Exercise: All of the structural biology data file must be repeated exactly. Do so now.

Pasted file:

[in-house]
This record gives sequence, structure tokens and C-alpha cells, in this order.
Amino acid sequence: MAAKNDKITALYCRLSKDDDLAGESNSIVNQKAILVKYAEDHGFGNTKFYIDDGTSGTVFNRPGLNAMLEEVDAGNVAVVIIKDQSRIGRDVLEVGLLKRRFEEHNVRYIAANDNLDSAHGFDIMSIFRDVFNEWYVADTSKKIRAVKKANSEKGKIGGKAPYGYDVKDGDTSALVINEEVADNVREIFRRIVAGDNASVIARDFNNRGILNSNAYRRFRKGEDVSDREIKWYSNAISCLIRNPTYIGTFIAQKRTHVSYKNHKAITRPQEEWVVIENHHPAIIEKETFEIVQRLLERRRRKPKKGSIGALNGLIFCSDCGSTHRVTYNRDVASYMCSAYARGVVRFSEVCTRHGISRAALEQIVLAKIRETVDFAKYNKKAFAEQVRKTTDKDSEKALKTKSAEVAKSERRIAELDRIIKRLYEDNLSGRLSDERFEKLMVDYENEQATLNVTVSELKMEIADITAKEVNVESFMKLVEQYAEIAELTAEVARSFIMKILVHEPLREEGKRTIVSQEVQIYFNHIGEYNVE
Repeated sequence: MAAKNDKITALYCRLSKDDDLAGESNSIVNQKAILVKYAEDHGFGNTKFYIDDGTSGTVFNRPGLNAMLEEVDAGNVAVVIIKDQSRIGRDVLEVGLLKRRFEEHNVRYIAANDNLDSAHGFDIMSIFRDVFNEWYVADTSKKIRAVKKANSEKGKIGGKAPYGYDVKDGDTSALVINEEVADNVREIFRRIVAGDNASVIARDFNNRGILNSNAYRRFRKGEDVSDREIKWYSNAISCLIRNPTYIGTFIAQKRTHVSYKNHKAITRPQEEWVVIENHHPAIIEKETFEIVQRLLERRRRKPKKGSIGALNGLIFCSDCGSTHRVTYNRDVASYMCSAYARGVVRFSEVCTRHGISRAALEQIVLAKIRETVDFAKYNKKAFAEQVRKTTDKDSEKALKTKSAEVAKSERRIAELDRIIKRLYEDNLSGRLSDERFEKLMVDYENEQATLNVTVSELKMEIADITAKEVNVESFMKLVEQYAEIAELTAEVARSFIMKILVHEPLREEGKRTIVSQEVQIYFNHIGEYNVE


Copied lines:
[in-house]
This record gives sequence, structure tokens and C-alpha cells, in this order.
Amino acid sequence: MAAKNDKITALYCRLSKDDDLAGESNSIVNQKAILVKYAEDHGFGNTKFYIDDGTSGTVFNRPGLNAMLEEVDAGNVAVVIIKDQSRIGRDVLEVGLLKRRFEEHNVRYIAANDNLDSAHGFDIMSIFRDVFNEWYVADTSKKIRAVKKANSEKGKIGGKAPYGYDVKDGDTSALVINEEVADNVREIFRRIVAGDNASVIARDFNNRGILNSNAYRRFRKGEDVSDREIKWYSNAISCLIRNPTYIGTFIAQKRTHVSYKNHKAITRPQEEWVVIENHHPAIIEKETFEIVQRLLERRRRKPKKGSIGALNGLIFCSDCGSTHRVTYNRDVASYMCSAYARGVVRFSEVCTRHGISRAALEQIVLAKIRETVDFAKYNKKAFAEQVRKTTDKDSEKALKTKSAEVAKSERRIAELDRIIKRLYEDNLSGRLSDERFEKLMVDYENEQATLNVTVSELKMEIADITAKEVNVESFMKLVEQYAEIAELTAEVARSFIMKILVHEPLREEGKRTIVSQEVQIYFNHIGEYNVE
Repeated sequence: MAAKNDKITALYCRLSKDDDLAGESNSIVNQKAILVKYAEDHGFGNTKFYIDDGTSGTVFNRPGLNAMLEEVDAGNVAVVIIKDQSRIGRDVLEVGLLKRRFEEHNVRYIAANDNLDSAHGFDIMSIFRDVFNEWYVADTSKKIRAVKKANSEKGKIGGKAPYGYDVKDGDTSALVINEEVADNVREIFRRIVAGDNASVIARDFNNRGILNSNAYRRFRKGEDVSDREIKWYSNAISCLIRNPTYIGTFIAQKRTHVSYKNHKAITRPQEEWVVIENHHPAIIEKETFEIVQRLLERRRRKPKKGSIGALNGLIFCSDCGSTHRVTYNRDVASYMCSAYARGVVRFSEVCTRHGISRAALEQIVLAKIRETVDFAKYNKKAFAEQVRKTTDKDSEKALKTKSAEVAKSERRIAELDRIIKRLYEDNLSGRLSDERFEKLMVDYENEQATLNVTVSELKMEIADITAKEVNVESFMKLVEQYAEIAELTAEVARSFIMKILVHEPLREEGKRTIVSQEVQIYFNHIGEYNVE